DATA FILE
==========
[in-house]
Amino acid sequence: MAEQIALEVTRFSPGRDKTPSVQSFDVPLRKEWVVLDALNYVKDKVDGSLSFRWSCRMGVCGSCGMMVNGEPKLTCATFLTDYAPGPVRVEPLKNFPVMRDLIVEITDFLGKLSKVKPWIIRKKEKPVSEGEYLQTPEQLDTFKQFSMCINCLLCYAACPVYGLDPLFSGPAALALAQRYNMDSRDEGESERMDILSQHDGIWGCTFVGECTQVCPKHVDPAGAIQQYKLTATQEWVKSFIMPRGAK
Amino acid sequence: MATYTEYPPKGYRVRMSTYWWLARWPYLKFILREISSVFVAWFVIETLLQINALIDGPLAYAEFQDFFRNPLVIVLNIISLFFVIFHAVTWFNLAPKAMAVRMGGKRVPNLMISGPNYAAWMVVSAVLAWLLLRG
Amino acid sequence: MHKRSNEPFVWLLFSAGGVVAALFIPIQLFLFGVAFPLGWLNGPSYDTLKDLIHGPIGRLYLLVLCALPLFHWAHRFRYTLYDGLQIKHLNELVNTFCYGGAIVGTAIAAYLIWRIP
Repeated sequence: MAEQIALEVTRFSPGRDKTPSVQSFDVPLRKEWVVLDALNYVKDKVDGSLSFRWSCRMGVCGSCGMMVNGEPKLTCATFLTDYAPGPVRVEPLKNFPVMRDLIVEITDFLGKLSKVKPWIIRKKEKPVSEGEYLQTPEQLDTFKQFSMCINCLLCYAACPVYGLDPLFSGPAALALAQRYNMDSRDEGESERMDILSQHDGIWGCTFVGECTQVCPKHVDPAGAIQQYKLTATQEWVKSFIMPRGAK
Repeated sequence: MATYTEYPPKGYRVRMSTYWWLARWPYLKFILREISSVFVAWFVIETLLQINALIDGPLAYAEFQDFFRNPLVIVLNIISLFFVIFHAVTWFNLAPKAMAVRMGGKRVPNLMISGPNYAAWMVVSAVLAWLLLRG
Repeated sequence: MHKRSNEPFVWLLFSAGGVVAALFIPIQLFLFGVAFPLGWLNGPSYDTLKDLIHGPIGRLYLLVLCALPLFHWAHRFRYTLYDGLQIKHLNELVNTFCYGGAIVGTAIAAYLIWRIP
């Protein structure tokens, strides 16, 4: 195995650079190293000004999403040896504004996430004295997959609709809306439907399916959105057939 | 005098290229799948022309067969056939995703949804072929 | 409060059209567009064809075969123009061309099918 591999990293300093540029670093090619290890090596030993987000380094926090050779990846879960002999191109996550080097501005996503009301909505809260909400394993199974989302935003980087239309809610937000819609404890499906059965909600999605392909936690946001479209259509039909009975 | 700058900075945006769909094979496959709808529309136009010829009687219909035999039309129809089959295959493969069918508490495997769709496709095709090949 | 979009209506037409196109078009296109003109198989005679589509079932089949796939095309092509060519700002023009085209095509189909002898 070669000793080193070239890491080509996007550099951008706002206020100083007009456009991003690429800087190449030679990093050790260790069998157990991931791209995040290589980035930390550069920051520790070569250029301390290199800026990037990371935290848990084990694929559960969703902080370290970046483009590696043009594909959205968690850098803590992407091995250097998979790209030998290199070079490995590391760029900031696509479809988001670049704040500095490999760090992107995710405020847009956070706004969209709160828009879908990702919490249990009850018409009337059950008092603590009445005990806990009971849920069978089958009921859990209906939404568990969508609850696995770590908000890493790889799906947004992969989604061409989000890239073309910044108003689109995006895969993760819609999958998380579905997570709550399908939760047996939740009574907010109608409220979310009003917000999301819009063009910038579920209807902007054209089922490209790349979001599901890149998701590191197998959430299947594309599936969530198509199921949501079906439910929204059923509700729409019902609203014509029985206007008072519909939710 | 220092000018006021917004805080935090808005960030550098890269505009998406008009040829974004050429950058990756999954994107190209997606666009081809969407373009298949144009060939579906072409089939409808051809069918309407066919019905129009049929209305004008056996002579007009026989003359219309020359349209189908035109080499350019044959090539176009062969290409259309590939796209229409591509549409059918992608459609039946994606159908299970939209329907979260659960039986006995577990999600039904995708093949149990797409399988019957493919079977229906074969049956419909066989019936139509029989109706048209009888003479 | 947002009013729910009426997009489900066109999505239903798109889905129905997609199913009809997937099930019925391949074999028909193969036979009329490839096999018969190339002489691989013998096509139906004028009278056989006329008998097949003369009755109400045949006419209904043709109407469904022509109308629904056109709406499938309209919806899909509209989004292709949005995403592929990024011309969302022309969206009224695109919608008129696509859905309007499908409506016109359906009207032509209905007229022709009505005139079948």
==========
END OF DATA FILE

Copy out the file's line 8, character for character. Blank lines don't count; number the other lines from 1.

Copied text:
């Protein structure tokens, strides 16, 4: 195995650079190293000004999403040896504004996430004295997959609709809306439907399916959105057939 | 005098290229799948022309067969056939995703949804072929 | 409060059209567009064809075969123009061309099918 591999990293300093540029670093090619290890090596030993987000380094926090050779990846879960002999191109996550080097501005996503009301909505809260909400394993199974989302935003980087239309809610937000819609404890499906059965909600999605392909936690946001479209259509039909009975 | 700058900075945006769909094979496959709808529309136009010829009687219909035999039309129809089959295959493969069918508490495997769709496709095709090949 | 979009209506037409196109078009296109003109198989005679589509079932089949796939095309092509060519700002023009085209095509189909002898 070669000793080193070239890491080509996007550099951008706002206020100083007009456009991003690429800087190449030679990093050790260790069998157990991931791209995040290589980035930390550069920051520790070569250029301390290199800026990037990371935290848990084990694929559960969703902080370290970046483009590696043009594909959205968690850098803590992407091995250097998979790209030998290199070079490995590391760029900031696509479809988001670049704040500095490999760090992107995710405020847009956070706004969209709160828009879908990702919490249990009850018409009337059950008092603590009445005990806990009971849920069978089958009921859990209906939404568990969508609850696995770590908000890493790889799906947004992969989604061409989000890239073309910044108003689109995006895969993760819609999958998380579905997570709550399908939760047996939740009574907010109608409220979310009003917000999301819009063009910038579920209807902007054209089922490209790349979001599901890149998701590191197998959430299947594309599936969530198509199921949501079906439910929204059923509700729409019902609203014509029985206007008072519909939710 | 220092000018006021917004805080935090808005960030550098890269505009998406008009040829974004050429950058990756999954994107190209997606666009081809969407373009298949144009060939579906072409089939409808051809069918309407066919019905129009049929209305004008056996002579007009026989003359219309020359349209189908035109080499350019044959090539176009062969290409259309590939796209229409591509549409059918992608459609039946994606159908299970939209329907979260659960039986006995577990999600039904995708093949149990797409399988019957493919079977229906074969049956419909066989019936139509029989109706048209009888003479 | 947002009013729910009426997009489900066109999505239903798109889905129905997609199913009809997937099930019925391949074999028909193969036979009329490839096999018969190339002489691989013998096509139906004028009278056989006329008998097949003369009755109400045949006419209904043709109407469904022509109308629904056109709406499938309209919806899909509209989004292709949005995403592929990024011309969302022309969206009224695109919608008129696509859905309007499908409506016109359906009207032509209905007229022709009505005139079948």